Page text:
So, yes, anger played a big role, in that it lead to the process of critically examining what I believed and finally realizing that there was no reasonable foundation for believing any of it.

Here is a good one: Were you agnostic towards ghosts, even after you became an atheist?
I guess as agnostic as I am about anything else for which there is no evidence, one way or another.

Do you want to be wrong?
I wouldn’t say I want to be wrong, but I wouldn’t mind being wrong. To echo Gary (who echoed Christopher Hitchens) knowing God exists and choosing to worship God are two entirely different kettle of fish. And I would not choose the latter.

Posted by Lottie — Copyright © 2008 Rambling On


Popularity Contest 2008?

Colin Powell did not betray his friendship with John McCain!

All over the internet, people are saying that Colin Powell’s endorsement of Barack Obama is a betrayal of his friendship with John McCain. Are these people serious? Or perhaps a better question would be: are these people adults?

Every time I come across someone making this juvenile claim, this is how it translates in my mind: OMG! He’s not voting for his BFF?! That is just, like, so totally not cool! OMG!

Grow the hell up, people! This is not a high school popularity contest, for crying out loud! This is one of the most critical Presidential elections in the recent history of the United States.

We are in extreme financial crisis and in the middle of a war that seems to have no definite end in sight. And that’s just for starters, as if that weren’t enough.

Colin Powell explained thoroughly and eloquently why he is voting for Barack Obama, and it’s certainly not part of a childish hissy fit like some people are having in response to his endorsement.

There are plenty of people I could enjoy having a beer with, both in politics and outside of it. That does not qualify any of them to be President of the United States. If you ask me, the adolescent mentality of voting for someone you might like, OMG!, rilly rilly enjoy hanging out with down at the mall is indicative of someone with a very loose and shaky grip on reality or the emotional maturity of a pre-teen.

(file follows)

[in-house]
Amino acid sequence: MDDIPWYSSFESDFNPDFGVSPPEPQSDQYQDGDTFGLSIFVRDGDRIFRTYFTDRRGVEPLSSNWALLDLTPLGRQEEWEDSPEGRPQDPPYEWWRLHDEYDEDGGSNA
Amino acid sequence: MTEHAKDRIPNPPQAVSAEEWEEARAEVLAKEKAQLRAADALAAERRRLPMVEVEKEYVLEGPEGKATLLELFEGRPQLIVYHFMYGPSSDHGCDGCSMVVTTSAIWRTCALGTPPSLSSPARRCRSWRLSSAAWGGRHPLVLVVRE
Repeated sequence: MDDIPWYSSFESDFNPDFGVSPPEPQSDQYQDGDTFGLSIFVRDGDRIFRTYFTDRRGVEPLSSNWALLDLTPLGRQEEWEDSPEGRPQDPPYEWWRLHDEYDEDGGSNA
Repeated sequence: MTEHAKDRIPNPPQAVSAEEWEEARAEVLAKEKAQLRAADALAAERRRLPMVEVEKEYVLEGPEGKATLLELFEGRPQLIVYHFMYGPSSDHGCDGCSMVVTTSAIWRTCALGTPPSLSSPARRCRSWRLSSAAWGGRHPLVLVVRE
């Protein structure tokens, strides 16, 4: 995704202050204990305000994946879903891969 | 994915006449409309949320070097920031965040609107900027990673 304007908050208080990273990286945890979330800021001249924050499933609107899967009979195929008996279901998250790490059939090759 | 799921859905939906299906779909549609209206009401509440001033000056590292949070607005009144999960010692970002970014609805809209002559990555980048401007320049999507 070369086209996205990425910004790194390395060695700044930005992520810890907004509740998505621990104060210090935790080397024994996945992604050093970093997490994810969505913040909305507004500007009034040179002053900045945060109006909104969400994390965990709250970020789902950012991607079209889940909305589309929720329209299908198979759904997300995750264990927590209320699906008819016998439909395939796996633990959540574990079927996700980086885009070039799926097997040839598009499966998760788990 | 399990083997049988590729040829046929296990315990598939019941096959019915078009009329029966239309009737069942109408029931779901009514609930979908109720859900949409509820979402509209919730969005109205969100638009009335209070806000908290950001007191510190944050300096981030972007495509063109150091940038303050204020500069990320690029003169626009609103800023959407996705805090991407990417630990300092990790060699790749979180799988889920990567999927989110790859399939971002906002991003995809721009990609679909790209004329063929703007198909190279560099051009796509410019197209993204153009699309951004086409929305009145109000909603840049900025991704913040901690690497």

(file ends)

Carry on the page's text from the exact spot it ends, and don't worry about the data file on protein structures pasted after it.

Those who criticize Powell for not supporting his BFF OMG shine a spotlight on their own ignorance! They expose how shallow, uninformed and immature they are. They reveal their inability to think critically about the more serious issues, or to even comprehend that there are more serious things at stake. They exhibit a complete lack of understanding regarding the Presidency and the responsibility of voting.

Besides, shouldn’t John McCain and his supporters be praising Colin Powell for reaching across the aisle and stepping across party lines — for being a maverick? Or is that just a bunch of talk that flies out the window the minute it doesn’t work out for them?

If history is an indicator, I’m guessing the latter.

Posted by Lottie — Copyright © 2008 Rambling On


Christian Math

Courtesy of Bill Mutranowski


Powell: Obama Is Not Muslim

Accusations by McCain supporters that Obama is Muslim have always bothered me, not only because they’re blatantly false, but because of the implication that there is something wrong with being Muslim. Colin Powell’s response reflects my own thoughts on the subject:

“I’m also troubled by, not what Senator McCain says, but what members of the [Republican] Party say… such things as ‘Well, you know that Mr Obama is a Muslim’.

“Well the correct answer is, ‘He’s not a Muslim, he’s a Christian, he’s always been a Christian’. But the really right answer is, “What if he is?’ Is there something wrong with being a Muslim in this country? The answer is ‘No’, that’s not America.”

BBC News

Actually, I don’t think Obama was always a Christian. Obama is a Christian whose religious views have evolved in his adult life. In The Audacity of Hope, Obama writes that he “was not raised in a religious household.”

But that’s not the point, is it? The important point made by Colin Powell here is that it shouldn’t matter, and I agree. Those who think it does or should, and who use the term “Muslim” as a slur or insult, only reveal their own ignorance, prejudice and bigotry.

Posted by Lottie — Copyright © 2008 Rambling On